None of us are able to achieve success without some help along the way. Is there a particular person who you are grateful towards who helped get you to where you are? Can you share a story about that?
My former business partner, Joanne Chang, has been my mentor, friend and support system for 8 years. She gave me an opportunity to find my voice as a chef, but then helped me grow into a leader. The latter was so much harder- those growing pains are deep. It’s one thing to be the “boss” it’s another thing to learn to teach and help others grow. We had loose plans to open another restaurant together, and they didn’t pan out, but when I wanted to go out on my own, she supported me and gently pushed me out of the nest. My greatest goal is to do that for the women on my team someday.
How have you used your success to bring goodness to the world?
I focus efforts on Charities like No Kid Hungry and Lovin’ Spoonfuls and use food as a way to give back. My undergraduate degree is in social work and there has to be an outlet and a way for me to help and give back in some way, since I didn’t pursue that path directly.
What are your “5 Leadership Lessons I Learned From My Experience” and why. (Please share a story or example for each.)
1. Aim high. Then aim higher.
2. Define what success means to you. And then do it again every 6 months. Don’t look to others to see what that measure is, and don’t allow others to tell you what that means.
3. Apologize when you are wrong.
4. Look to your team to teach you.
5. True North. Find yours and share it with your team. Let it guide you.
You are a person of great influence. If you could inspire a movement that would bring the most amount of good to the most amount of people, what would that be? You never know what your idea can trigger. 🙂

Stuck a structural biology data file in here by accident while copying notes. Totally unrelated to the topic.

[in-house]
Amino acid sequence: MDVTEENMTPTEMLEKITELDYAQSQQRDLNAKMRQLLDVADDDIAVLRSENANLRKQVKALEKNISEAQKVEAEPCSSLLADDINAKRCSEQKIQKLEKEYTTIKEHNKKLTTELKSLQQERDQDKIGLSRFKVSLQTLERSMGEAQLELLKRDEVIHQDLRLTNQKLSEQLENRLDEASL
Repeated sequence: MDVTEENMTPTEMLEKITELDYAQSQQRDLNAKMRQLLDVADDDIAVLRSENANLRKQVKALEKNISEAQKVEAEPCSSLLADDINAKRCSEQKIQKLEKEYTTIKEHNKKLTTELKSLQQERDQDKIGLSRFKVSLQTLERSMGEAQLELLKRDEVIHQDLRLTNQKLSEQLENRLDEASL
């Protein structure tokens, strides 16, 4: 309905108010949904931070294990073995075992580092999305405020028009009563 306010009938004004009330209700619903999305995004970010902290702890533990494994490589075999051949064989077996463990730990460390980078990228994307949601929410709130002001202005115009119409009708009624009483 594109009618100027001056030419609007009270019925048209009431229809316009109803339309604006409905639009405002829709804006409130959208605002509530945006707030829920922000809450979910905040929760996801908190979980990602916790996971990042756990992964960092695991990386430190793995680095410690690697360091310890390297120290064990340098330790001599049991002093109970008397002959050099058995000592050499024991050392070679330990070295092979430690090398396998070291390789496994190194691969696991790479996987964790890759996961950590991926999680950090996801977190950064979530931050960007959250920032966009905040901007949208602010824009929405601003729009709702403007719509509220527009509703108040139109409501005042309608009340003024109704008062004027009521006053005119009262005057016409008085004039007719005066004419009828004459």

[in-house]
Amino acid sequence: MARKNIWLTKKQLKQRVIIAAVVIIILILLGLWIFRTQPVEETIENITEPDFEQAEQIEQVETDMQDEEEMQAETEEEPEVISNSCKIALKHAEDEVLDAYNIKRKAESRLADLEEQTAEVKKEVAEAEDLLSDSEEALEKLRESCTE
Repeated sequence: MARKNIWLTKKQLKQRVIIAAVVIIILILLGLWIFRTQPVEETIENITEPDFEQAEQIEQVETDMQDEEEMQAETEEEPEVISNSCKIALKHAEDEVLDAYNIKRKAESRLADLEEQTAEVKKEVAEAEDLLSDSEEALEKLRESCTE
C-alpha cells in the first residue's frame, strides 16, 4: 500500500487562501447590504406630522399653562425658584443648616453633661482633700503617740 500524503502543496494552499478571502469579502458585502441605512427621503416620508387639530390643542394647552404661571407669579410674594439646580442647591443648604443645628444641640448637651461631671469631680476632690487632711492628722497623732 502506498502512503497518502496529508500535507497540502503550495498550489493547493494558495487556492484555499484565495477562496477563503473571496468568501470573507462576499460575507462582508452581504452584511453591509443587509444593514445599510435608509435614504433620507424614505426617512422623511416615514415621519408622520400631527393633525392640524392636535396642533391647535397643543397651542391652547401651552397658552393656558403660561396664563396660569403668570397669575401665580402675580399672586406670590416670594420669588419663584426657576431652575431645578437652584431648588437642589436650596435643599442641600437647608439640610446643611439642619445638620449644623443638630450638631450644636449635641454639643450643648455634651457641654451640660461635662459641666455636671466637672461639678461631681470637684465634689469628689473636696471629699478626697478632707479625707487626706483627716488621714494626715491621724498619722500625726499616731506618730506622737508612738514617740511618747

There is enough food in this country for everyone, there is no reason for any child or person to go hungry.
Can you please give us your favorite “Life Lesson Quote”? Can you share how that was relevant to you in your life?
Decisions are commas, not periods.
It used to feel like if I made the wrong decision, my career would be over. Or an opportunity would never come again. It took me a long time to realize that every decision, big or small was just a pause- a turn in the path. Nothing was earth-shattering or career-ending. I put this mantra on my screen saver and repeat it often. I share it with friends and colleagues who are struggling with decision making as well.
Some of the biggest names in Business, VC funding, Sports, and Entertainment read this column. Is there a person in the world, or in the US with whom you would love to have a private breakfast or lunch with, and why? He or she might just see this if we tag them 🙂
Ariana Huffington. I not only appreciate her as a business woman, but admire her dedication to meditation as well as her books on sleep and thriving! We all need more of this, and to drop some of the notion that to succeed we need to deprive ourselves of all of our basic human needs and become superhuman.